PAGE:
I'm probably in the minority on this, but I would buy the last generation MBP to run CAD software. Why? Because for one thing the graphics card it comes with is much, much better for CAD than what's in the new ones. But, also the quad four is going to heat up like a burger at a 4th of July BBQ. As some folks are beginning to find out who are early adopters the quads tend to run hot. Apple may have made a mistake putting them in a closed in space like a laptop - at least until they reduce the size and power consumption, which may be with the next generation. Anyway, the CAD is going to pull on the chip quite a bit and heat that sucker up. A good i5 or i7 last generation dual core has more than enough power to handle CAD without turning your laptop into a fry grill. Heck, my MBA with the old Core Duo handles CAD just fine. You don't need a mainframe to run CAD, just a decent chip and a good graphics card.
     
  9. TomCondon macrumors regular

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    Nov 26, 2010
    #9
    Stockscalper is mixing up his MBPs (the 13" only has a dual core i5, so will not be running "super hot" as you say quads will), and the 15 inch DOES have a better card than the last years model, its the 13 inch that doesnt...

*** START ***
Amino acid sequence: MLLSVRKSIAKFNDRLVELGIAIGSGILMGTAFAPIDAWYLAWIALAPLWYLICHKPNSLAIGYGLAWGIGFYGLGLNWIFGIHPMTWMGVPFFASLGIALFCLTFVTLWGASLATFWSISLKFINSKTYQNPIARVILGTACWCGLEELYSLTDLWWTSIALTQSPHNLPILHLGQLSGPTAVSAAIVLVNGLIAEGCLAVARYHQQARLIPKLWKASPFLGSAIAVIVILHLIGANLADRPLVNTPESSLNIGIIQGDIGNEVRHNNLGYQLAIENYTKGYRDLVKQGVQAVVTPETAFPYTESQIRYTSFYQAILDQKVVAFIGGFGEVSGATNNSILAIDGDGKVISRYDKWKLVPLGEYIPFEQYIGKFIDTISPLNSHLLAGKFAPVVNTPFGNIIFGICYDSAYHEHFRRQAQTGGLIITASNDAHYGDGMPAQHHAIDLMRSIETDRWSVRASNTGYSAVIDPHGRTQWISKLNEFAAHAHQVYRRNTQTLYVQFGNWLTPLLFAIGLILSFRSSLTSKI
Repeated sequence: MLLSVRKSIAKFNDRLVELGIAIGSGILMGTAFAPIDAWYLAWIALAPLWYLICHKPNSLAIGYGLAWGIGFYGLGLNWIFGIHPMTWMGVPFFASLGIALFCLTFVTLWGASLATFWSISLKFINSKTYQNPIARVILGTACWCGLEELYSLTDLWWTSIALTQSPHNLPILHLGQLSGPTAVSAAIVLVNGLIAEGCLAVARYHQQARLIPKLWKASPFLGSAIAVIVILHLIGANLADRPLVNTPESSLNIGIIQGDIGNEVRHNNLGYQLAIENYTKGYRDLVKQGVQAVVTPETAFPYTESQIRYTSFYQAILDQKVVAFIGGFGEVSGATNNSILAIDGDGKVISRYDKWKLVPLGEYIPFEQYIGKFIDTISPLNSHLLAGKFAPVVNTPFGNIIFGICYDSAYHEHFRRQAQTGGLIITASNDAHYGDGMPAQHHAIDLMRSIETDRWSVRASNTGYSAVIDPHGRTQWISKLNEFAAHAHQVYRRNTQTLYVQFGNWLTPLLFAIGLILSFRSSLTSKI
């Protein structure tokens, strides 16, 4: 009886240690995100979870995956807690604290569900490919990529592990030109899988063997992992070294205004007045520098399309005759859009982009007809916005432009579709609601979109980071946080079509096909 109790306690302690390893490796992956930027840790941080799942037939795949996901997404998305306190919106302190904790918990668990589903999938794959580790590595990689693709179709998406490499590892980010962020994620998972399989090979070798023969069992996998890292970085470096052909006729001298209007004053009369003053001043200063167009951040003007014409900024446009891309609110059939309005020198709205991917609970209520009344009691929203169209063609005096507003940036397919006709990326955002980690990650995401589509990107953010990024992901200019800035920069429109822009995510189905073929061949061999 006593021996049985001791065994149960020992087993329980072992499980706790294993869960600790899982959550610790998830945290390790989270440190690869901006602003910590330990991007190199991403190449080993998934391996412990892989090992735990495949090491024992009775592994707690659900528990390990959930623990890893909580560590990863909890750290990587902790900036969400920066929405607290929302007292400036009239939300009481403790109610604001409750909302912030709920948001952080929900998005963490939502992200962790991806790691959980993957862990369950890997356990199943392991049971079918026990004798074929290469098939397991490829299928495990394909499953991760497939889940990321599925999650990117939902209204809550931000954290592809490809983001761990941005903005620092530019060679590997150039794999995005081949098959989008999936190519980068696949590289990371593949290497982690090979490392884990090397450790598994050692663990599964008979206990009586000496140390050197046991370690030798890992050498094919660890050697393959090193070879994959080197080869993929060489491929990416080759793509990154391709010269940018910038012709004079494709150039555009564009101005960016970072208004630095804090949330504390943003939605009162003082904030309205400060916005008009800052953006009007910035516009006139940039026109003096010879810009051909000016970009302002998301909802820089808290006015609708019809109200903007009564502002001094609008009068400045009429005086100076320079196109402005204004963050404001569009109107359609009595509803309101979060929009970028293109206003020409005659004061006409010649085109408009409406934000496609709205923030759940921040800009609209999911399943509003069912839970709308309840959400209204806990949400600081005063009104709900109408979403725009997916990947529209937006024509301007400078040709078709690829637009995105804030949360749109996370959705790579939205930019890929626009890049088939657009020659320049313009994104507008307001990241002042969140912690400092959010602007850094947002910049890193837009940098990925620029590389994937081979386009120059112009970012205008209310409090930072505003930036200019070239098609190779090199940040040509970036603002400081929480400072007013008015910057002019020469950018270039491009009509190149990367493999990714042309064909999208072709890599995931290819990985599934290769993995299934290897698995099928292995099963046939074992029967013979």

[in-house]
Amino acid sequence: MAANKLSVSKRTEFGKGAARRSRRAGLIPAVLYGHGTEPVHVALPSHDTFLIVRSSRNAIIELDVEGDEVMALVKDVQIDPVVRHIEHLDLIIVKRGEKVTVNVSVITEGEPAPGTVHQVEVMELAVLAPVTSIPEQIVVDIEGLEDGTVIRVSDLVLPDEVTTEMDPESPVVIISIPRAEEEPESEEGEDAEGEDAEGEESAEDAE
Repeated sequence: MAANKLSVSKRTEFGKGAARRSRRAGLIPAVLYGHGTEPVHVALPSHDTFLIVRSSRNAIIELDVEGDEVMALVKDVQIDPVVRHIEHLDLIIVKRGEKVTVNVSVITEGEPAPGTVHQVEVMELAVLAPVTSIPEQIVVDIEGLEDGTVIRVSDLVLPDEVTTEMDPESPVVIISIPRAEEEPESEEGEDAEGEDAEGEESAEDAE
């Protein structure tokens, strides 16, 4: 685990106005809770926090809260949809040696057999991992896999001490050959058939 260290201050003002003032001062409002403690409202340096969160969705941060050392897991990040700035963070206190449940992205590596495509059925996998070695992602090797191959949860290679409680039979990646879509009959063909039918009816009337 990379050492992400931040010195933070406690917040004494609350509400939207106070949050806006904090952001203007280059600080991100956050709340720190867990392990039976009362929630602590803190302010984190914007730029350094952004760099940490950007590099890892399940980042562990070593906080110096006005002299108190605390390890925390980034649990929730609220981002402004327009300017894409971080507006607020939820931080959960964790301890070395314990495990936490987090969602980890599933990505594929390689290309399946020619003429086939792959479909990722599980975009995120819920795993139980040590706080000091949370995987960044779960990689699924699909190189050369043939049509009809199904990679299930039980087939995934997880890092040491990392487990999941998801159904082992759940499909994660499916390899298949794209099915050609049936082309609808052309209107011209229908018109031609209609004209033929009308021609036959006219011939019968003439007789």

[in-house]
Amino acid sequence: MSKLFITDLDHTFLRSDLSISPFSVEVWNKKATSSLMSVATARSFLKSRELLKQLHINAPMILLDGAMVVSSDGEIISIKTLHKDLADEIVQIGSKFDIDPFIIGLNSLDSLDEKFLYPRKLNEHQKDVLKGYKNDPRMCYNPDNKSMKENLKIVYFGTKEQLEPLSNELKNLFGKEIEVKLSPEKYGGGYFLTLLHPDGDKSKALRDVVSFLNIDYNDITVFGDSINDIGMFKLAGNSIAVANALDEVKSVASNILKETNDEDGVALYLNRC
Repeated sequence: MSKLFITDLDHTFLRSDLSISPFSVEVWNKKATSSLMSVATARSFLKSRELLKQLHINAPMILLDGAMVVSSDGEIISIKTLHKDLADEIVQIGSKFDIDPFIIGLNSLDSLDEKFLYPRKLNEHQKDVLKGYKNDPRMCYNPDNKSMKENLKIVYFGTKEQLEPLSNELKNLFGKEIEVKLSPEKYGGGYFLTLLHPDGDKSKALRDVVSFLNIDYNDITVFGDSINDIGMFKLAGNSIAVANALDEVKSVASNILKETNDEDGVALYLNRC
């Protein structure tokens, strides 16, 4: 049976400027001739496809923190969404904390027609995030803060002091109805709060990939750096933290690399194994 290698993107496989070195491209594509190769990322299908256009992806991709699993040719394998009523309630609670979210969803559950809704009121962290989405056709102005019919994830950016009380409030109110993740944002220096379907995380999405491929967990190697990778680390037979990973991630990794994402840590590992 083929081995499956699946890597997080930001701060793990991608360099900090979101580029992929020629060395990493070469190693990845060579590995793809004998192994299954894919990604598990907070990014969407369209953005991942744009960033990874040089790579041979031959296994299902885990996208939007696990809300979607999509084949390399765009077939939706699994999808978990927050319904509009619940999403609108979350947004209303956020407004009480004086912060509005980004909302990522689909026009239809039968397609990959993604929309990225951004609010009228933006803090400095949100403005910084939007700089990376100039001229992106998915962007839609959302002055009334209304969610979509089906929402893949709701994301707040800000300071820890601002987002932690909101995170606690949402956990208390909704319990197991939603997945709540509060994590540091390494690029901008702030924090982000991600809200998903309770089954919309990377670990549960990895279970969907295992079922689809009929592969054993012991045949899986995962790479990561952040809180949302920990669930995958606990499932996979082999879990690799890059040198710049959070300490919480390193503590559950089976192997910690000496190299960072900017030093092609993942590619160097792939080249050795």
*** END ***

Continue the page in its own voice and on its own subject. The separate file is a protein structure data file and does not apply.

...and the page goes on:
10. Mackilroy macrumors 68040

    Mackilroy

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    #10
    Fair enough. Your post didn't indicate that.

    However, both the HD3000 and the 6750M (or 6490M if you have that) will not work together at the same time. The system switches between them as it needs to (or you can force it to stay on one or the other with a third-party program).
     
  11. toxic macrumors 68000

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    #11
    I mean the 13". the 15" has a dedicated GPU.
     
  12. pompidom macrumors newbie

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    #13